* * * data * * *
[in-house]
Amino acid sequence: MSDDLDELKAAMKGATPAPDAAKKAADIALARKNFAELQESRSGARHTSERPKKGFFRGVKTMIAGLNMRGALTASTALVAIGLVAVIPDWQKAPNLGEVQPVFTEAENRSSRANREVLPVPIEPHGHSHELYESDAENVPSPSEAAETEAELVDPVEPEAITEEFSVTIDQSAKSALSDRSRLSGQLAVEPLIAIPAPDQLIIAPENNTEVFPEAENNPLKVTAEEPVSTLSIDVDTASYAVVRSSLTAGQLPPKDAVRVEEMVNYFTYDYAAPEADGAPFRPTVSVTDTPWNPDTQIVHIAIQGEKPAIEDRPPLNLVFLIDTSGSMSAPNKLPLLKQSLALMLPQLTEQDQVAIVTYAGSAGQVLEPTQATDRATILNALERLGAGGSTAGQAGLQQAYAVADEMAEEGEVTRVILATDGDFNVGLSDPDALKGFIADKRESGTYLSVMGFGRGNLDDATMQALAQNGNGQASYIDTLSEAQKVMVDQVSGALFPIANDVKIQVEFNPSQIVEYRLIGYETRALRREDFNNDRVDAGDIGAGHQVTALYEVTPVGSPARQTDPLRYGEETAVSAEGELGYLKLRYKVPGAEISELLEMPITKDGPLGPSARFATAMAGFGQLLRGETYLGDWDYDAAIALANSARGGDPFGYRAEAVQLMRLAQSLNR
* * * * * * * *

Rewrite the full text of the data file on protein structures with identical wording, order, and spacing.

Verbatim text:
[in-house]
Amino acid sequence: MSDDLDELKAAMKGATPAPDAAKKAADIALARKNFAELQESRSGARHTSERPKKGFFRGVKTMIAGLNMRGALTASTALVAIGLVAVIPDWQKAPNLGEVQPVFTEAENRSSRANREVLPVPIEPHGHSHELYESDAENVPSPSEAAETEAELVDPVEPEAITEEFSVTIDQSAKSALSDRSRLSGQLAVEPLIAIPAPDQLIIAPENNTEVFPEAENNPLKVTAEEPVSTLSIDVDTASYAVVRSSLTAGQLPPKDAVRVEEMVNYFTYDYAAPEADGAPFRPTVSVTDTPWNPDTQIVHIAIQGEKPAIEDRPPLNLVFLIDTSGSMSAPNKLPLLKQSLALMLPQLTEQDQVAIVTYAGSAGQVLEPTQATDRATILNALERLGAGGSTAGQAGLQQAYAVADEMAEEGEVTRVILATDGDFNVGLSDPDALKGFIADKRESGTYLSVMGFGRGNLDDATMQALAQNGNGQASYIDTLSEAQKVMVDQVSGALFPIANDVKIQVEFNPSQIVEYRLIGYETRALRREDFNNDRVDAGDIGAGHQVTALYEVTPVGSPARQTDPLRYGEETAVSAEGELGYLKLRYKVPGAEISELLEMPITKDGPLGPSARFATAMAGFGQLLRGETYLGDWDYDAAIALANSARGGDPFGYRAEAVQLMRLAQSLNR